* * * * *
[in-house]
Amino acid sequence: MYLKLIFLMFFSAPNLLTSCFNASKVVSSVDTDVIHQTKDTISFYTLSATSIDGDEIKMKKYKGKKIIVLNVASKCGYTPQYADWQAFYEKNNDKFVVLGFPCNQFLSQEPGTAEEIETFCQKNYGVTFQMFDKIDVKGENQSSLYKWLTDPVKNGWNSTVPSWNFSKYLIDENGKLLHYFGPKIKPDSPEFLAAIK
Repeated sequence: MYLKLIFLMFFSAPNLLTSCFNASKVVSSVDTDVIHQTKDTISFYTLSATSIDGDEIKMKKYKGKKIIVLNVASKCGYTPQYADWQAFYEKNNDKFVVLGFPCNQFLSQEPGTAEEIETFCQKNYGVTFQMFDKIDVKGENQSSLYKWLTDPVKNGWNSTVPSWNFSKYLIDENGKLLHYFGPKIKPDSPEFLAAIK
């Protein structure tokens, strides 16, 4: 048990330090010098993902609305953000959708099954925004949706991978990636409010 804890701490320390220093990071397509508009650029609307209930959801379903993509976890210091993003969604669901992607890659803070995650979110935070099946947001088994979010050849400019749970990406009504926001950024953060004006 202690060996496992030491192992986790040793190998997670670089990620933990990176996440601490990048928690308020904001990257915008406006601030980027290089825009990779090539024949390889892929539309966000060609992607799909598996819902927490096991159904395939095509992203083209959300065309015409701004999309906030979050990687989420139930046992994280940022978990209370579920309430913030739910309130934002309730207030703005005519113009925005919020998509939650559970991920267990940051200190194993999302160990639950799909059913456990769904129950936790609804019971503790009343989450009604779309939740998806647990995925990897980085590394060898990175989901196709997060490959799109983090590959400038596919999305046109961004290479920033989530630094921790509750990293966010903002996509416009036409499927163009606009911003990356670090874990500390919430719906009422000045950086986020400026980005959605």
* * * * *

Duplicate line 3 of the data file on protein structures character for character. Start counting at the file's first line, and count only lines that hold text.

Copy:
Repeated sequence: MYLKLIFLMFFSAPNLLTSCFNASKVVSSVDTDVIHQTKDTISFYTLSATSIDGDEIKMKKYKGKKIIVLNVASKCGYTPQYADWQAFYEKNNDKFVVLGFPCNQFLSQEPGTAEEIETFCQKNYGVTFQMFDKIDVKGENQSSLYKWLTDPVKNGWNSTVPSWNFSKYLIDENGKLLHYFGPKIKPDSPEFLAAIK